As a national technical assistance center funded by the federal Department
of Education, NCDB works to improve the quality of life for children who are
deaf-blind and their families by:
- 1 Creating visibility and direction for identified priorities through a
range of practices, activities, supports and partnerships.
- 2 Identifying and encouraging new innovations in local, state, and national
practice and policy.
- 3 Promoting opportunity for reflection, debate, and constructive dialogue
around ideas and developing practice.
- 4 Maintaining a rich repository of content, history, and knowledge,
easily available and shared by all who are part of the community of
Our Initiatives Make a Difference
About Children Who Are Deaf-Blind
In the U.S., there are roughly 10,000 children who are deaf-blind. Deaf-blindness
is a low incidence disability and within this population of children there is great
variability. Ninety percent of children who are identified as deaf-blind have additional
physical, medical and/or cognitive disabilities.
Although the term deaf-blind implies a complete absence of hearing and sight,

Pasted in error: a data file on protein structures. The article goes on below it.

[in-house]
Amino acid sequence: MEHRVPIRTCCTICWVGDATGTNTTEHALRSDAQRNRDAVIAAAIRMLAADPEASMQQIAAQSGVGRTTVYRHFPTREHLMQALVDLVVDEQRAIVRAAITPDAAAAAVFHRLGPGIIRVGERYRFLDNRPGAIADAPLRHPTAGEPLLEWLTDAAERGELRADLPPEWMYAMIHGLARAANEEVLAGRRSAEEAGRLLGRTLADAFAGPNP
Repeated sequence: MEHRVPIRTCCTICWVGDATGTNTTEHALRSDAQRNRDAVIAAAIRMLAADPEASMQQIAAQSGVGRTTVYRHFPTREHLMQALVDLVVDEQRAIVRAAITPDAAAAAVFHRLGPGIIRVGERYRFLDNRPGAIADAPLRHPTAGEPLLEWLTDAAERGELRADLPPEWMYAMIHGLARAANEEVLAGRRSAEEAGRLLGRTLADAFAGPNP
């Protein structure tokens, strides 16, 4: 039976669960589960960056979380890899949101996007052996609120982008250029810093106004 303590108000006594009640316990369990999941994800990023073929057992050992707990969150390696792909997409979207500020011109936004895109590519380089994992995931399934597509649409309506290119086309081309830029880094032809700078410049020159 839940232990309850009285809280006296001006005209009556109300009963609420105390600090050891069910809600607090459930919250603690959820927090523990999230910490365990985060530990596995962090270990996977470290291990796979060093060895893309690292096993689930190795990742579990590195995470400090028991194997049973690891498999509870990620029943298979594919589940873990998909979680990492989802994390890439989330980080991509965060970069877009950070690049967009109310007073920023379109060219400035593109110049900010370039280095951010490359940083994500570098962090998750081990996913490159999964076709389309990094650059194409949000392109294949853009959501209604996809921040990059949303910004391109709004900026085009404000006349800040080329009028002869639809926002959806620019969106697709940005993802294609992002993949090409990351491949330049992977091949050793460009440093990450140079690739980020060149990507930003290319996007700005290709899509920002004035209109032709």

in reality, it refers to children with varying degrees of vision and hearing
losses. The key feature of deaf-blindness is that this combination of losses
limits access to auditory and visual information and creates unique challenges
for communication and education. As a result, families often face difficulties
in securing the knowledge and resources needed to support their children. Students
who are deaf-blind require special teaching methods and accommodations to succeed
as learners and because the majority of these children receive their education in
their local schools, there is an increased need for specialized professional
development to train teachers and service providers.
Key Demographic Resources
NCDB Products & Publications
NCDB : The Teaching Research Institute : Western Oregon University : 345 N. Monmouth Ave. : Monmouth, OR 97361
Contact Us: 800-438-9376 | firstname.lastname@example.org